That cultural removal, combined with what Thompson described as a colonized education, is one reason why decades on, non-Native business owners looking for a catchy title for their citrus-flavored soft drink or India pale ale take Native names without thinking.
“The definition of appropriation is when a colonist or someone in a privileged situation has the opportunity to profit off something, and they use an at-risk community or a community that’s been violated in some way,” Thompson said. “A lot of organizations don’t even know they’re doing it. It’s so common in America to appropriate Indigenous culture.”
Carrie Bohman teaches a Wisconsin First Nations course for one semester each year at West High School. The erasure of non-dominant cultures comes up in class all the time.
“One of the first things I do in class is ask, ‘What is your personal relationship to the earth around you, the place around you?’” Bohman said. “A lot of kids go to ownership. It’s very Western, placing your name on it. We have to make students aware of who was in this place before them.”
Bohman, who is white, works with students on history as well as current events, and when the Kickapoo Coffee story broke last year she taught it in class. She said “white guilt” feels like it absolves non-Natives of doing something when they see or contribute to appropriation. But finding ways to be a good ally isn’t always easy.
“It’s very complex, very gray sometimes,” Bohman said. “Do you legislate things? Do you work with the (Indigenous) nation near you to change the name of something, have them work with you?”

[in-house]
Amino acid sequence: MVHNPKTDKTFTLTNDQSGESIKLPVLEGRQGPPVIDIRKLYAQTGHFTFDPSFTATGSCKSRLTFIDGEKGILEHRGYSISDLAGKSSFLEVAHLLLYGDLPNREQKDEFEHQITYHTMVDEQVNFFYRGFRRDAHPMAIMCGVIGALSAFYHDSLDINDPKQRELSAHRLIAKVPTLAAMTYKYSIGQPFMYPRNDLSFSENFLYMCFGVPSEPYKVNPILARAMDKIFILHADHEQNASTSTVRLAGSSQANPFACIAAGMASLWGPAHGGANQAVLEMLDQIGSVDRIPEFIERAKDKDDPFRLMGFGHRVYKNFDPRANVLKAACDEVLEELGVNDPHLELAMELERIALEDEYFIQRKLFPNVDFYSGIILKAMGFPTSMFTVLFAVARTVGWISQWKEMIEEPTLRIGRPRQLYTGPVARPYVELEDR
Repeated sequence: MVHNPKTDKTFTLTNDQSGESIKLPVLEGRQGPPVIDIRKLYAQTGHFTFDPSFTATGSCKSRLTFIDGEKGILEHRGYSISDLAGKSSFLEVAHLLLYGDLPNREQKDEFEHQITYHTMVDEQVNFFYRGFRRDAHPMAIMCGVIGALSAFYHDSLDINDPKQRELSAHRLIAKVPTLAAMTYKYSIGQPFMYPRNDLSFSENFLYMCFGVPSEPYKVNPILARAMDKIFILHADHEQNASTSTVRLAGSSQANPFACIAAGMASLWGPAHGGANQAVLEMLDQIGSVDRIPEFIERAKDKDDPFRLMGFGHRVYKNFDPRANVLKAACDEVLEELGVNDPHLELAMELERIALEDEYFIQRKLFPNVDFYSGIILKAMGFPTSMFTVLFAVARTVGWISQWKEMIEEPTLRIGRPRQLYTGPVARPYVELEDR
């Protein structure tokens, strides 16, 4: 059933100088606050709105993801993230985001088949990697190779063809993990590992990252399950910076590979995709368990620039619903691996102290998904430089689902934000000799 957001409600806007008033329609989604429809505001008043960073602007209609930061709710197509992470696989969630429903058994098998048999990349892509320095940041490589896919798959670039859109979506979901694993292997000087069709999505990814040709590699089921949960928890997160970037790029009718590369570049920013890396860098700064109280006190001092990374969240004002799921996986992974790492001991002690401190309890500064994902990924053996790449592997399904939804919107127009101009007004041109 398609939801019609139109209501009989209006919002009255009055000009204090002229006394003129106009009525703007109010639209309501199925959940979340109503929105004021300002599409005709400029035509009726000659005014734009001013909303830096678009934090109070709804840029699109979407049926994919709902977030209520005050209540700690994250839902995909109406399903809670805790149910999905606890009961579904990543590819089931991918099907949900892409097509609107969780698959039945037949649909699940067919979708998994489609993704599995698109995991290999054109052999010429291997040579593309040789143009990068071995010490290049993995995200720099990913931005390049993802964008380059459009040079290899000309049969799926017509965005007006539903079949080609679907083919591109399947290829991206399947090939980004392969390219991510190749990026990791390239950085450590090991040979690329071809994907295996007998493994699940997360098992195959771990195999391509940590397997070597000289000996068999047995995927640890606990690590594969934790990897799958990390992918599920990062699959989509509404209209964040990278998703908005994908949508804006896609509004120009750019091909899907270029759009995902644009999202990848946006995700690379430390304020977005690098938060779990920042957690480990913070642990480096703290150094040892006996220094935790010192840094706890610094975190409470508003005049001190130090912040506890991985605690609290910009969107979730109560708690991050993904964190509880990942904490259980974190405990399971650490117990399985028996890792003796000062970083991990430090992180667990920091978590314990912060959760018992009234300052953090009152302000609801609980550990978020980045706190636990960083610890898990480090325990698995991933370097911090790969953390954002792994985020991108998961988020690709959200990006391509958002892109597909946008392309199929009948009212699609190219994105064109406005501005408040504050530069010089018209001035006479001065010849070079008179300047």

Thompson’s focus is on how to use food as a mechanism for healing trauma. She lauded business owners like Kickapoo for making “small incremental steps, which aren’t small to those business owners.”
“It’s a huge gift to our whole culture that they’re even thinking about this,” she said. “It’s important to raise awareness of this, the facets of this trauma, as an economic and socioeconomic issue. ... True courage doesn’t happen without vulnerability. They’re stepping out and offering this amount of money to try to right this wrong.”
He who wanders
In 2005, Kickapoo Coffee’s owners named their roastery in honor of a tributary of the Wisconsin River that winds for 126 miles through the Driftless. Kickapoo sells whole roasted beans to grocers, and there are Kickapoo Coffee cafes in Viroqua, Milwaukee and Bayfield. This summer, the company plans to open a new café on the Capitol Square.
“I accepted the local romantic folktale that the word Kickapoo was a Native American word that was just in reference to the nature of the river — ‘he who wanders here to there,’” Semanchin said. “That was the story I accepted.”
That wasn’t the whole story. The Kickapoo are a federally recognized sovereign nation, with tribes in Kansas, Oklahoma, Texas and Mexico. As Kickapoo Coffee began to grow its geographic footprint, Semanchin and Nicholes, both of whom are white, became increasingly uncomfortable.
“If folks didn’t have that immediate connection to the name, they would either know the Kickapoo were a people or have no idea what that word is,” Semanchin said. “If their first introduction to the word Kickapoo was the name of a coffee company, that’s the textbook definition of appropriation.”
One motivating force behind Kickapoo Coffee’s public announcement came from Shizue RocheAdachi, Kickapoo’s brand and marketing manager. RocheAdachi is the only person on staff who identifies as a person of color — she’s a quarter Japanese — and she’s spent her career since graduating from Yale University in 2015 in predominantly white rural areas.
“I was being asked to speak more from a perspective as a person of color, carrying more of that burden post-election,” said RocheAdachi, who moved to Viroqua with her partner three years ago.